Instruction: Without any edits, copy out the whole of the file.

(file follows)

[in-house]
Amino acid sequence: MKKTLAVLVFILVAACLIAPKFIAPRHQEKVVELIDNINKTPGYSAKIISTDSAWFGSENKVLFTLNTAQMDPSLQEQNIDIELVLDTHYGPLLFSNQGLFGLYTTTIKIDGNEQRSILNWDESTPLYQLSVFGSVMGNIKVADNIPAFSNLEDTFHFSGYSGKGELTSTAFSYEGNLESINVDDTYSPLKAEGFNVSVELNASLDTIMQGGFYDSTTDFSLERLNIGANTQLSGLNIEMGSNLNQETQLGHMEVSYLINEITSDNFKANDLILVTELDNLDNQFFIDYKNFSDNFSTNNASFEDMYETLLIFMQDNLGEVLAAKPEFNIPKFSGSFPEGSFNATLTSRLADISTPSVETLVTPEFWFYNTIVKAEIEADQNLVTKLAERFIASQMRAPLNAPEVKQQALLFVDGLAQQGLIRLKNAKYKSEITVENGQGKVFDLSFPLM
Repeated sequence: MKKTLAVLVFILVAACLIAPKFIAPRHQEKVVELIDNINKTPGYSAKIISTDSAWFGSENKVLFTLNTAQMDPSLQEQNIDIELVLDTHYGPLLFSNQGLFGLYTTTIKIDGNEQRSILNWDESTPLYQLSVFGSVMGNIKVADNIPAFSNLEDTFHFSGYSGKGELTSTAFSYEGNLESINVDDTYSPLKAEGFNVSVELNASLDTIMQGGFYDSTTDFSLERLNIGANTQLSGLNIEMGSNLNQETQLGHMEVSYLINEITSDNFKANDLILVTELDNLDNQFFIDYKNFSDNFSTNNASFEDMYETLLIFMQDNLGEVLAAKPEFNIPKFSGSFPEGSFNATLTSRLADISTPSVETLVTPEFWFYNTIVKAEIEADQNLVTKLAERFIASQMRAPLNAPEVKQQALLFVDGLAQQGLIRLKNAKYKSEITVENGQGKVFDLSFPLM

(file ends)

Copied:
[in-house]
Amino acid sequence: MKKTLAVLVFILVAACLIAPKFIAPRHQEKVVELIDNINKTPGYSAKIISTDSAWFGSENKVLFTLNTAQMDPSLQEQNIDIELVLDTHYGPLLFSNQGLFGLYTTTIKIDGNEQRSILNWDESTPLYQLSVFGSVMGNIKVADNIPAFSNLEDTFHFSGYSGKGELTSTAFSYEGNLESINVDDTYSPLKAEGFNVSVELNASLDTIMQGGFYDSTTDFSLERLNIGANTQLSGLNIEMGSNLNQETQLGHMEVSYLINEITSDNFKANDLILVTELDNLDNQFFIDYKNFSDNFSTNNASFEDMYETLLIFMQDNLGEVLAAKPEFNIPKFSGSFPEGSFNATLTSRLADISTPSVETLVTPEFWFYNTIVKAEIEADQNLVTKLAERFIASQMRAPLNAPEVKQQALLFVDGLAQQGLIRLKNAKYKSEITVENGQGKVFDLSFPLM
Repeated sequence: MKKTLAVLVFILVAACLIAPKFIAPRHQEKVVELIDNINKTPGYSAKIISTDSAWFGSENKVLFTLNTAQMDPSLQEQNIDIELVLDTHYGPLLFSNQGLFGLYTTTIKIDGNEQRSILNWDESTPLYQLSVFGSVMGNIKVADNIPAFSNLEDTFHFSGYSGKGELTSTAFSYEGNLESINVDDTYSPLKAEGFNVSVELNASLDTIMQGGFYDSTTDFSLERLNIGANTQLSGLNIEMGSNLNQETQLGHMEVSYLINEITSDNFKANDLILVTELDNLDNQFFIDYKNFSDNFSTNNASFEDMYETLLIFMQDNLGEVLAAKPEFNIPKFSGSFPEGSFNATLTSRLADISTPSVETLVTPEFWFYNTIVKAEIEADQNLVTKLAERFIASQMRAPLNAPEVKQQALLFVDGLAQQGLIRLKNAKYKSEITVENGQGKVFDLSFPLM